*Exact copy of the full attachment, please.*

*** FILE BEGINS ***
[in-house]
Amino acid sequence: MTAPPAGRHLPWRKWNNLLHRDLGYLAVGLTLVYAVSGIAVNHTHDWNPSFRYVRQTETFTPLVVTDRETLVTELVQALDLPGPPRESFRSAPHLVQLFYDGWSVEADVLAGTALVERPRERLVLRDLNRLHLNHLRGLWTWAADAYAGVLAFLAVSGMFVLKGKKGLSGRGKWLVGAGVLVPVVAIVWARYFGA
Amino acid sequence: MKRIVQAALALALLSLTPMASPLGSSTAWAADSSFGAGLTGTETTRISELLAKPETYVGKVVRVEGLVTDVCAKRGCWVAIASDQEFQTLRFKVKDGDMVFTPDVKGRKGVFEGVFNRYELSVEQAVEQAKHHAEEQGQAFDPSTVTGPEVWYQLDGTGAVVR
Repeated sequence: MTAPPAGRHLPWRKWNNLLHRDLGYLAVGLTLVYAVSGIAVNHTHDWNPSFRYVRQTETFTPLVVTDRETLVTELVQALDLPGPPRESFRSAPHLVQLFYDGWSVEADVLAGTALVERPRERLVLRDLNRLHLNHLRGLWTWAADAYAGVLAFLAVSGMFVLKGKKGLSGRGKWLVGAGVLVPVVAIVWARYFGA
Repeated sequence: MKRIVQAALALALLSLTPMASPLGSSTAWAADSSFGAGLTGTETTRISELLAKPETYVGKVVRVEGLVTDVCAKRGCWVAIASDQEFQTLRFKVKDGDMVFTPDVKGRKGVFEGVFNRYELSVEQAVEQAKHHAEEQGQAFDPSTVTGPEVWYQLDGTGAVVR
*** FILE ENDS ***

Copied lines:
[in-house]
Amino acid sequence: MTAPPAGRHLPWRKWNNLLHRDLGYLAVGLTLVYAVSGIAVNHTHDWNPSFRYVRQTETFTPLVVTDRETLVTELVQALDLPGPPRESFRSAPHLVQLFYDGWSVEADVLAGTALVERPRERLVLRDLNRLHLNHLRGLWTWAADAYAGVLAFLAVSGMFVLKGKKGLSGRGKWLVGAGVLVPVVAIVWARYFGA
Amino acid sequence: MKRIVQAALALALLSLTPMASPLGSSTAWAADSSFGAGLTGTETTRISELLAKPETYVGKVVRVEGLVTDVCAKRGCWVAIASDQEFQTLRFKVKDGDMVFTPDVKGRKGVFEGVFNRYELSVEQAVEQAKHHAEEQGQAFDPSTVTGPEVWYQLDGTGAVVR
Repeated sequence: MTAPPAGRHLPWRKWNNLLHRDLGYLAVGLTLVYAVSGIAVNHTHDWNPSFRYVRQTETFTPLVVTDRETLVTELVQALDLPGPPRESFRSAPHLVQLFYDGWSVEADVLAGTALVERPRERLVLRDLNRLHLNHLRGLWTWAADAYAGVLAFLAVSGMFVLKGKKGLSGRGKWLVGAGVLVPVVAIVWARYFGA
Repeated sequence: MKRIVQAALALALLSLTPMASPLGSSTAWAADSSFGAGLTGTETTRISELLAKPETYVGKVVRVEGLVTDVCAKRGCWVAIASDQEFQTLRFKVKDGDMVFTPDVKGRKGVFEGVFNRYELSVEQAVEQAKHHAEEQGQAFDPSTVTGPEVWYQLDGTGAVVR